IN THE INTEREST OF G. M. ET AL., CHILDREN (MOTHER)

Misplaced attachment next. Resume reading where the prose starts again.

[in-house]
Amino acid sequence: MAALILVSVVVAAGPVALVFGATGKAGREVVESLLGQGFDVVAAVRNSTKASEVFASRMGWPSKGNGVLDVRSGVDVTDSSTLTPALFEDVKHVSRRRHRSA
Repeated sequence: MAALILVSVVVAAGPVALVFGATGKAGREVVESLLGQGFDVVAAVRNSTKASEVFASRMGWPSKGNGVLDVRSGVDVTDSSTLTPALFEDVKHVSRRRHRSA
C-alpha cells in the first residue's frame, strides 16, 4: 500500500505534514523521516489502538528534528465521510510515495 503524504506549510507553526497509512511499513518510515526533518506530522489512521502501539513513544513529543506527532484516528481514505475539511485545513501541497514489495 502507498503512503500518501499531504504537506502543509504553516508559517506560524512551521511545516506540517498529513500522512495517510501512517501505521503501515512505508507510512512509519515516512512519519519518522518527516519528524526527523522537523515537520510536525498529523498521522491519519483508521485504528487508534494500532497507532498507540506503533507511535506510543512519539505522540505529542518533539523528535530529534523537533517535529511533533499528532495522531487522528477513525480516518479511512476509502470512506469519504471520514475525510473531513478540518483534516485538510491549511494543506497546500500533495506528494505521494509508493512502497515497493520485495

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FOURTH DIVISION DILLARD, C. J., DOYLE, P. J., and MERCIER, J. NOTICE: Motions for reconsideration must be physically received in our clerk’s office within ten days of the date of decision to be deemed timely filed. http://www.gaappeals.us/rules October 3, 2018 In the Court of Appeals of Georgia A18A0949. IN THE INTEREST OF G. M. et al., CHILDREN (MOTHER). DILLARD, Chief Judge. The mother of G. M. and N. M., two minor children, appeals the juvenile court’s order finding her children to be dependent and granting temporary custody to the Lowndes County Division of Family and Children Services (“DFCS”). In doing so, the mother contends that DFCS failed to present clear and convincing evidence that her children were dependent. For the reasons set forth infra, we reverse. G. M. was born in September 2013, and N. M. was born in October 2015. At N. M.’s birth, the mother tested positive for opiates and admitted to using opiates while pregnant. As a result of the mother’s drug use, N. M. showed signs of opiate withdrawal when she was born, but she was successfully treated, and all her symptoms resolved by the time she was one month old. Initially, DFCS did not remove the children from their mother’s care. Instead, the mother was referred for a substance-abuse assessment. She complied with this directive, and, ultimately, went to outpatient therapy to address her drug dependence. Over the next several months, the mother was randomly drug tested. She had a positive drug test (for amphetamine) on December 4, 2015, but all of her other drug screens—including urine tests on November 28, 2015, December 18, 2015, and January 26, 2016, and a hair-follicle test on May 4, 2016—were negative. The negative hair-follicle screen was indicative of the mother not using illegal drugs for the three to six months prior to the test. But on May 6, 2016, the mother’s therapist arrived for an appointment and observed that she was under the influence. The mother admitted that she had taken two Soma pills, and the therapist contacted the DFCS caseworker, who came to the home and removed the children. Ultimately, the children were placed in foster care. Approximately one month later, DFCS filed a complaint, alleging that the mother was an admitted drug addict, who had not worked her case plan1 or made any progress 1 Although the complaint references a case plan and the notice of appeal asked the clerk not to omit anything from the appellate record, it does not appear in the record. Indeed, the only case plans in the record were entered after the instant dependency order. We remind the parties that “although the chronology and the nature of events may be clear to the witnesses, and others involved in the lower court 2 toward resolving her addiction. As a result, DFCS sought a finding of dependency and custody of the children. The juvenile court entered a preliminary protective order pending a hearing, which was later held on July 12, 2016. At the hearing, the DFCS case manager testified that, despite the mother’s negative drug screens, she was continuing to use opiates throughout DFCS’s involvement with the family. Specifically, the caseworker testified the mother admitted to her and the therapist that she was continuing to use drugs. But the therapist testified that between January and May 2016, the mother admitted only to using opiates on May 6. And although the mother admitted to using Soma without a prescription on May 6, she denied using drugs since then and testified that, with the help of therapy, she had stopped using drugs prior to May 6. The mother was prescribed opiates three years before the hearing and, since then, she had taken drugs on occasion without a prescription, self-medicating as a coping mechanism. With regard to the incident on May 6, 2016, the therapist and the caseworker observed that the mother’s speech was slurred, she moved slowly, and she was proceedings, including the presiding judge, without the development of a full and complete record, this Court is greatly hampered in its consideration of the issues presented.” In the Interest of G. R. B., 330 Ga. App. 693, 696 n.6 (769 SE2d 119) (2015) (punctuation omitted); accord In the Interest of A. J. I., 277 Ga. App. 226, 228 n.2 (626 SE2d 195) (2006). 3 irritable and unfocused. When the caseworker arrived at the mother’s home, she was returning from a neighbor’s house with N. M. and G. M. and admitted to being under the influence. At the hearing, the caseworker expressed concern that the mother could not provide proper supervision to the children while she was under the influence. But the caseworker conceded that the children were not abused nor left unsupervised, and they never went without food, clothing, shelter, or medical care. Indeed, the caseworker testified that she did not have any evidence the mother placed her children in harm’s way on May 6, “but there are a lot of possibilities out there.” As for the mother’s treatment, her therapist testified that she suffered from depression and was forthcoming about her substance abuse. The mother had not been required to enter an inpatient treatment program in her initial substance-abuse assessment, and it was undisputed that she was compliant with her outpatient therapy. The therapist nonetheless recommended inpatient treatment, which the mother expressed a willingness to try. Nevertheless, the mother failed to enroll in inpatient drug treatment prior to the hearing, despite a DFCS recommendation and referral. Before the children were born, the mother was jailed as a result of shoplifting and credit-card fraud charges. And before N. M. was born, she was arrested, convicted, and placed on probation for driving under the influence of Soma. G. M. 4 was not with her at the time of her arrest. At the hearing, the caseworker testified that the mother had “been to jail like three times since we’ve had this case for violations of her probation[,]” but provided no dates or other details about the probation violations. In this regard, the mother admitted to being incarcerated twice for probation violations, although one time was in June 2016, after the children had been removed from her care. The DFCS caseworker also testified to certain medical concerns. Specifically, she believed G. M. was suffering from tooth decay, which the mother had failed to address. Notably, however, the children’s pediatrician testified that tooth decay is a common problem among young children, affecting some 40 percent of the population of South Georgia, and that it is hard to obtain a dental appointment for a child under the age of three through Medicaid. N. M. also suffered from unexplained seizures and, according to the caseworker, unusual eye movements. But the caseworker admitted that there was no evidence N. M.’s seizures or unusual eye movements were caused by anything within the mother’s control. And the pediatrician explained that the mother obtained regular medical care for the children, including successful treatment for N. M.’s seizures, which appeared to be unrelated to her intra-uterine opiate exposure. 5 Following the hearing, the juvenile court entered an order, nunc pro tunc to July 12, 2016,2 finding the children to be dependent based on the mother’s abuse of opiates, awarding temporary custody to DFCS, and ordering the mother to enter an inpatient substance-abuse treatment program. Specifically, the juvenile court based its finding of dependency on the following facts: the mother tested positive for opiates at N. M.’s birth and, as a result of her drug use, N. M. experienced opiate withdrawal; the mother had a positive drug test in December 2015, was under the influence on May 6, 2016, and admitted using opiates without a prescription over the past three years; the mother was on probation based on a conviction for driving under the influence of a prescription medication and had been incarcerated on two occasions for probation violations since October 2015; the mother had not entered residential drug treatment; and G. M.’s teeth were noticeably decayed. This appeal follows.3 2 The trial court entered its order in August 2016 nunc pro tunc to the July hearing, but the transcript was not made a part of the record on appeal until October 2017 and, as a result of this delay, the case was not docketed in this Court until December 2017. 3 Neither G. M.’s father nor N. M.’s father was served with the complaint prior to the hearing, and neither is a party to this appeal. But since the juvenile court entered its dependency order, G. M.’s father has legitimated him and has been “actively participat[ing] in the case plan for reunification[.]” 6 In a single claim of error, the mother appeals from the juvenile court’s determination that her children were dependent, contending that the court lacked clear and convincing evidence to support its finding of dependency. We agree. We review the juvenile court’s finding of dependency in the light most favorable to the juvenile court’s judgment “to determine whether any rational trier of fact could have found by clear and convincing evidence that the child is dependent.”4 In doing so, we do not weigh the evidence or determine the credibility of witnesses; 4 In the Interest of S. C. S., 336 Ga. App. 236, 244 (784 SE2d 83) (2016). The Juvenile Code was “substantially revised in 2013.” In the Interest of M. F., 298 Ga. 138, 140 (1) n.4 (780 SE2d 291) (2015). Importantly, the former Juvenile Code “authorized a juvenile court to award custody to the Department of any minor child shown to be ‘deprived.’” In the Interest of S. C. S., 336 Ga. App. at 244 n.4. But the current Juvenile Code “uses the word ‘dependent’ in lieu of ‘deprived[.]’” Id. In this case, DFCS filed its complaint on June 6, 2016, such that the new Juvenile Code applies. See OCGA § 15-11-16 (a) (3) (providing that a proceeding under the new Juvenile Code “may be commenced . . . by the filing of a complaint or a petition as provided in Article[ ] 3 . . . of [the new Juvenile Code],” which governs dependency proceedings); In the Interest of M. F., 298 Ga. at 140 (1) n.4 (noting that the new Juvenile Code applies to proceedings commenced on or after January 1, 2014). Nonetheless, given the similarities between the definition of a “deprived child” and that of a “dependent child,” we find that “our previous decisions addressing the deprivation of a child are relevant to appeals involving the dependency of a child.” In the Interest of S. C. S., 336 Ga. App. at 244 n.4. 7 “instead we defer to the juvenile court’s findings of fact and affirm unless the appellate standard is not met.”5 Notably, even a temporary loss of custody is not authorized unless there is clear and convincing evidence that the dependency “resulted from the unfitness on the part of the parent, that is, either intentional or unintentional misconduct resulting in the abuse or neglect of the child or by what is tantamount to physical or mental incapability to care for the child.”6 Thus, only under compelling circumstances that are found to exist by such clear and convincing proof may a court sever, even temporarily, the parent-child custodial relationship.7 This is because “the right to the custody and control of one’s child is a fiercely guarded right in our society and in our law.”8 Indeed, as our Supreme Court recently emphasized, the right of familial 5 In the Interest of A. J. H., 325 Ga. App. 848, 848 (755 SE2d 241) (2014); accord In the Interest of B. M. B., 241 Ga. App. 609, 609 (527 SE2d 250) (1999). 6 In the Interest of A. J. H., 325 Ga. App. at 852 (punctuation omitted); accord In the Interest of C. R., 292 Ga. App. 346, 351 (2) (665 SE2d 39) (2008). 7 In the Interest of A. J. H., 325 Ga. App. at 852; accord In the Interest of H. S., 285 Ga. App. 839, 841 (648 SE2d 143) (2007); In the Interest of A. J. I., 277 Ga. App. at 227; In the Interest of S. J., 270 Ga. App. 598, 599 (607 SE2d 225) (2004). 8 In the Interest of H. S., 285 Ga. App. at 843-44; accord In the Interest of A. J. I., 277 Ga. App. at 230. 8 relations is “among the inherent rights that are derived from the law of nature.”9 And because of the sacred right at stake in custody proceedings, generally, the record must contain evidence of present dependency, not merely past or potential future dependency.10 Finally, the party who brings the petition alleging dependency, not the parent from whose custody the child is being removed, carries the burden of proof.11 Here, the juvenile court found the children dependent, as defined by OCGA § 15-11-2 (22), in that they had been abused or neglected.12 “Neglect” is defined as, inter alia, “[t]he failure to provide proper parental care or control, subsistence, education as required by law, or other care or control necessary for a child’s physical, mental, or emotional health or morals; [or] . . . [t]he failure to provide a child with 9 Patten v. Ardis, 304 Ga. 140, 141 (2) (816 SE2d 633) (2018); accord Sloan v. Jones, 130 Ga. 836, 847 (62 SE 21) (1908); Moore v. Dozier, 128 Ga. 90, 93-94 (57 SE 110) (1907); see generally In the Interest of R. B., 346 Ga. App. 564, 571-76 (816 SE2d 706) (2018) (Dillard, C.J., concurring fully and specially). 10 In the Interest of A. J. H., 325 Ga. App. at 852; accord In the Interest of R. S. T., 323 Ga. App. 860, 863 (748 SE2d 498) (2013). 11 In the Interest of T. P., 291 Ga. App. 83, 85-6 (3) (661 SE2d 211) (2008); see OCGA § 15-11-180 (“The petitioner shall have the burden of proving the allegations of a dependency petition by clear and convincing evidence.”). 12 See OCGA § 15-11-2 (22) (A) (defining a “dependent child” as “a child who . . . [h]as been abused or neglected and is in need of the protection of the court”). 9 adequate supervision necessary for such child’s well-being[.]”13 And “abuse” is defined as “[a]ny nonaccidental physical injury . . .; [e]motional abuse; [s]exual abuse or sexual exploitation; [p]renatal abuse; or [t]he commission of an act of family violence . . . in the presence of a child.”14 Although a juvenile court may consider prior unrehabilitated substance abuse to infer harm to a child even when there is no showing of actual harm,15 the evidence established that the mother had passed all but one of her drug screens since November 2015, she was forthcoming and compliant in her outpatient treatment, and she was willing to enter inpatient treatment, even though she had not been required to do so by court order prior to the instant dependency order or by her initial substance-abuse assessment. And while the mother was under the influence on May 6, 2016, she 13 OCGA § 15-11-2 (48). 14 OCGA § 15-11-2 (2). 15 See OCGA § 15-11-311 (a) (2) (providing that, in determining whether a child is without proper parental care or control, the juvenile court may consider, inter alia, “[e]xcessive use of or history of chronic unrehabilitated substance abuse with the effect of rendering a parent of such child incapable of providing adequately for the physical, mental, emotional, or moral condition and needs of his or her child”); In the Interest of K. W., 279 Ga. App. 319, 321 (631 SE2d 110) (2006) (“[A] juvenile court is entitled to infer an adverse effect on the children when there is evidence of chronic alcohol or drug abuse by the parent.”). 10 admitted the relapse to her therapist and the DFCS caseworker, and there was no clear and convincing evidence that the children were placed in harm’s way as a result of her intoxication that day.16 16 Compare In the Interest of G. R. B., 330 Ga. App. at 701-02 (reversing finding of deprivation when, although parents admitted to incidents of domestic violence in front of child and father “admitted to previously using methamphetamine daily for five years,” the evidence established that father had passed several drug screens, he was willing to undergo random drug tests, and he was partway through a nine-month substance abuse program); In the Interest of A. J. I., 277 Ga. App. at 229-30 (reversing deprivation finding when, although mother tested positive for drugs once or twice when the children were in her custody, there was no evidence that “her occasional drug use resulted in her inability to care for her children or that it adversely affected the children” and there was no evidence that the mother used drugs around the children); In the Interest of M. L. C., 249 Ga. App. 435, 438-39 (548 SE2d 137) (2001) (reversing finding of deprivation when, although father admitted to previous addiction to marijuana, he had used only once in the preceding ten months and had passed all but one of his monthly drug tests), with In the Interest of C. R., 292 Ga. App. 346, 349-50 (1) (a) (665 SE2d 39) (2008) (affirming finding of deprivation when “mother used cocaine both before and after the birth of [the child]. . . and often left [the child] in the care of others when she went to use drugs”); In the Interest of K. W., 279 Ga. App. at 322-23 (affirming finding of deprivation and holding that it was fair to infer harm to child from mother’s chronic abuse of methamphetamine when, despite ongoing DFCS investigation into her addiction, mother did not cease using the drug); In the Interest of J. L., 269 Ga. App. 226, 227-29 (1) (603 SE2d 742) (2004) (affirming finding of deprivation and holding that it was fair to infer that mother’s chronic abuse of illegal drugs would have an adverse effect on child when she had failed repeated drug tests despite enrollment in treatment, refused to complete treatment, was hostile toward DFCS workers, and admitted to continued use of illegal drugs). But cf. In the Interest of A. S., 339 Ga. App. 875, 880 (2) (794 SE2d 672) (2016) (affirming finding that children’s dependency was likely to continue and would not likely be remedied when there was evidence that mother and her youngest child tested positive for cocaine and marijuana at the child’s birth, mother “continued 11 Furthermore, the evidence was undisputed that G. M. was not with the mother when she was arrested for driving under the influence and that her other criminal convictions occurred prior to the children’s births. As for her probation violations, although she was jailed twice for probation violations, one violation occurred after the children were taken out of her care, and DFCS failed to present any evidence as to the dates or lengths of any incarcerations. Thus, DFCS failed to present clear and convincing evidence that these probation violations resulted in abuse or neglect of the children.17 Finally, as to G. M.’s tooth decay, the evidence was not clear and convincing that the tooth decay was the mother’s fault or that it was causing G. M. any pain or testing positive for cocaine and marijuana, as well as oxycodone” afterwards and, following a period of treatment and negative screens, mother tested positive for benzodiazepines, failed to complete substance abuse counseling, and refused “drug screens despite being advised the refusal would be treated as a positive screen by DFCS”). 17 Cf. In Interest of E. G. L. B., 342 Ga. App. 839, 846 (1) (805 SE2d 285) (2017) (“[I]mprisonment alone does not automatically authorize a termination of parental rights premised upon parental unfitness; there must be circumstances in aggravation.” (punctuation omitted)); In the Interest of T. Z. L., 325 Ga. App. 84, 95, 98-99 (1) (a) (751 SE2d 854) (2013) (reversing termination of father’s rights when, although there was evidence of four prior convictions, two of the crimes were committed before the child’s birth, only one involved a lengthy (four-year) period of incarceration, and there was no finding that the father was likely to continue to engage in criminal activity). 12 other ill effects. Rather, the undisputed evidence was that tooth decay was extremely common in young children and that it was very difficult to obtain treatment for same for a child G. M.’s age on Medicaid.18 Admittedly, the mother has a substance abuse problem, which resulted in N. M. suffering from withdrawal symptoms at birth. But since that time, the mother has been seeking treatment for her addiction, resulting in a five-month period of negative drug screens. Although she relapsed on May 6, 2016, on this record, we cannot say that there was clear and convincing evidence that the children were presently dependent as a result of her relapse, her legal problems, or G. M.’s tooth decay. Accordingly, we conclude that DFCS failed to establish sufficient evidence of the 18 Compare In the Interest of A. J. H., 325 Ga. App. at 852 (reversing finding of deprivation when, although mother failed to give child all of his prescribed medication, there was no evidence to counter her explanation that some were to be given only as needed or the dosages had been reduced, and there was no evidence that the child suffered any ill effects from inconsistent use of medication), with In the Interest of D. N. B., 258 Ga. App. 481, 481-82 (574 SE2d 574) (2002) (affirming termination of parental rights when mother had a lengthy history of neglecting the child, including the fact that, at the time child was taken into DFCS custody, she “had five abscessed teeth and numerous other decayed teeth and urgently needed dental work[; h]er gums were swollen, infected, and bleeding, and the child had difficulty eating”). 13 mother’s unfitness, and we therefore reverse the juvenile court’s finding of dependency and its subsequent award of temporary custody to DFCS.19 Judgment reversed. Mercier, J., concurs. Doyle, P. J., dissents. * THIS OPINION IS PHYSICAL PRECEDENT ONLY. COURT OF APPEALS RULE 33.2 (a) 19 See In the Interest of G. R. B., 330 Ga. App. at 702 (reversing determination that child was deprived when record lacked clear and convincing evidence of harm to child); In the Interest of A. J. I., 277 Ga. App. at 231 (same); In the Interest of M. L. C., 249 Ga. App. at 439 (same). 14 A18A0949. IN THE INTEREST OF G. M. et al., CHILDREN (MOTHER). DOYLE, Presiding Judge. Respectfully, I dissent because there was sufficient evidence to support the trial court’s finding of dependency.1 On appeal from an order finding a child to be a dependent child, we review the juvenile court’s finding of dependency in the light most favorable to the lower court’s judgment to determine whether any rational trier of fact could have found by clear and convincing evidence that the child is dependent. In making this determination we neither weigh the evidence nor judge the credibility of the witnesses, but instead defer to the factual findings made by the juvenile court, bearing in mind that the juvenile court’s primary responsibility is to consider and protect the welfare of a child whose well-being is threatened.2 1 To the extent that the record lacks documentation from the mother’s case plan prior to the removal of the children in May 2016, we presume that the trial court’s order is supported by evidence absent from the record. See In the Interest of C. M. L., 260 Ga. App. 502, 504 (2) (580 SE2d 276) (2003). 2 (Punctuation omitted.) In the Interest of R. D., 346 Ga. App. 257, 259 (1) (816 SE2d 132) (2018). Clear and convincing evidence is an intermediate standard of proof, greater than a preponderance of the evidence but less than proof beyond a reasonable doubt; under the clear and convincing evidence standard it is not necessary to make a showing of evidence that is unequivocal or undisputed.3 “Under the most recent version of Georgia’s Juvenile Code, the juvenile court may place a minor child in the protective custody of the Department where the State shows, by clear and convincing evidence, that the child is a dependent child.”4 A “dependent child” has, inter alia, “been abused or neglected and is in need of the protection of the court.”5 “Neglect” is defined as “[t]he failure to provide proper parental care or control, subsistence, . . . or other control necessary for a child’s physical, mental, or emotional health or morals;” or “[t]he failure to provide a child with adequate supervision necessary for such child’s well-being.”6 In determining whether a child is without proper parental care or control, the trial court may consider, among other things, excessive use of or history of chronic unrehabilitated abuse of intoxicating liquors or 3 Cf. Clarke v. Cotton, 207 Ga. App. 883, 884-885 (2) (429 SE2d 291) (1993). 4 In the Interest of A. W., 340 Ga. App. 406, 411 (1) (797 SE2d 655) (2017). 5 OCGA § 15-11-2 (22). 6 OCGA § 15-11-2 (48) (A) & (B). 2 narcotic or dangerous drugs or controlled substances with the effect of rendering the parent incapable of providing adequately for the physical, mental, emotional, or moral condition and needs of the child.7 Moreover, this Court has held that a juvenile court may infer that chronic, unrehabilitated drug use has an adverse effect on a minor child “[e]ven though there is no evidence of how [a parent’s] drug use adversely affects” a child.8 In this case, although there was disputed evidence of the mother’s sobriety during the period between the time her infant tested positive for opiates at birth in October 2015 and the time the mother admitted to taking unprescribed opiates resulting in removal of the children in May 2016, there was clear and convincing 7 (Punctuation omitted.) In the Interest of J. C., 264 Ga. App. 598, 601 (2) (591 SE2d 475) (2003). See also In the Interest of S. O. C., 332 Ga. App. 738, 743-744 (1) (774 SE2d 785) (2015) (“when there is clear and convincing evidence of such chronic unrehabilitated drug use, the juvenile court may infer an adverse impact on the child and find the child deprived”); In the Interest of C. R., 292 Ga. App. 346, 350 (1) (a) (665 SE2d 39) (2008) (affirming finding of deprivation because “[c]lear and convincing evidence was presented . . . that the [parent] had a history of drug abuse which continued after [the child] was born and during the [parent’s] care of [the child]”). 8 (Emphasis supplied.) See In the Interest of J. L., 269 Ga. App. 226, 229 (1) (603 SE2d 742) (2004). Compare with In the Interest of J. C., 264 Ga. App. at 601 (2) (“parents’ admission of isolated drug use, considered alone, may not be clear and convincing evidence that they could not provide for the ‘physical, mental, emotional, or moral condition and needs’ of the child[]” but other evidence in addition to the parents’ admission established deprivation) (emphasis supplied). 3 evidence on which the juvenile court could rely to support its finding that the children were dependent because of the mother’s chronic, unrehabilitated drug use. The record contains evidence that the mother had numerous negative drug screens;9 however, the mother admitted to her case worker that she used unprescribed opiates between October 2015 and May 2016.10 Additionally, her therapist testified that she observed the mother visibly intoxicated in May 2016 at their scheduled inhome appointment.11 That evidence coupled with the mother’s admission to using 9 The mother had negative urine tests on November 18, 2015; December 18, 2015; January 26, 2016; and a negative hair follicle test on May 4, 2016 (two days before the admitted use). Although the hair follicle test may have covered much of the time frame between January 26, 2016, and May 4, 2016, the exact time frame which the test covered was not specifically indicated. 10 The mother also provided equivocal testimony at the hearing regarding her use of opiates during that time period. 11 The case worker testified that when the mother was under the influence she “was very irritable, not focused. She kind of moved kind of — her body movement was kind of like slow. I guess you could say a robotic type of movement.” The case worker testified that the drug use could be a problem because she would not be as “alert as you need to be” or “give the reaction that you need to give” to children as young as G. M. and N. M. Compare with In the Interest of A. J. I., 277 Ga. App. 226, 229 (626 SE2d 195) (2006) (reversing the termination of the mother’s parental rights, noting that there was “no evidence that [the mother’s] occasional drug use resulted in her inability to care for her children or that it adversely affected the children[;] . . . no evidence that the caseworker observed any adverse living conditions or that the children were not being properly cared for at that time . . .[; a]nd, according to the caseworker, the mother told her that the children were not with her at the time of the marijuana use.”) (emphasis supplied). 4 opiates for three years prior to N. M.’s birth, her conviction for driving under the influence of opiates prior to N. M.’s birth, her use of opiates during her pregnancy with N. M. resulting in the child suffering withdrawal syndrome, her incarceration after the children were removed from her care in May, and another incarceration during the time period of October 2015 to May 2016, the juvenile court was authorized to find that the mother had an ongoing drug addiction,12 which it could infer resulted in adverse effects on the children.13 12 Compare with In the Interest of A. W., 340 Ga. App. at 414-415 (1) (reversing a deprivation finding in which there was no evidence of the mother’s continued use of narcotics after a single, though serious, domestic violence incident between the mother and father while the child was being cared for by a family member, and no evidence that the mother was a long-term user); In the Interest of G. R. B., 330 Ga. App. 693, 700-701 (769 SE2d 119) (2015) (reversing because although there was admission of past drug use by the father, there was no evidence of concurrent drug use during the dependency case); 13 See In the Interest of N. H., 297 Ga. App. 344, 345-346 (1) (677 SE2d 399) (2009); In the Interest of C. R., 292 Ga. App. at 350 (1) (a); In the Interest of K. W., 279 Ga. App. 319, 322-323 (631 SE2d 110) (2006); In the Interest of J. L., 269 Ga. App. at 229 n.6 (collecting cases). In addition to the testimony regarding the mother’s drug use, there was some evidence that she had misused her food stamps in April 2016, which would have affected her capacity to provide for the children, as well as some evidence that G. M. may have tooth decay. Moreover, because the children were very young at the time of the proceedings, it is unlikely that they could testify regarding any adverse effects or lack thereof caused by the mother’s drug use. 5 Based on these facts and the standard of review, I would affirm the juvenile court’s finding of dependency. 6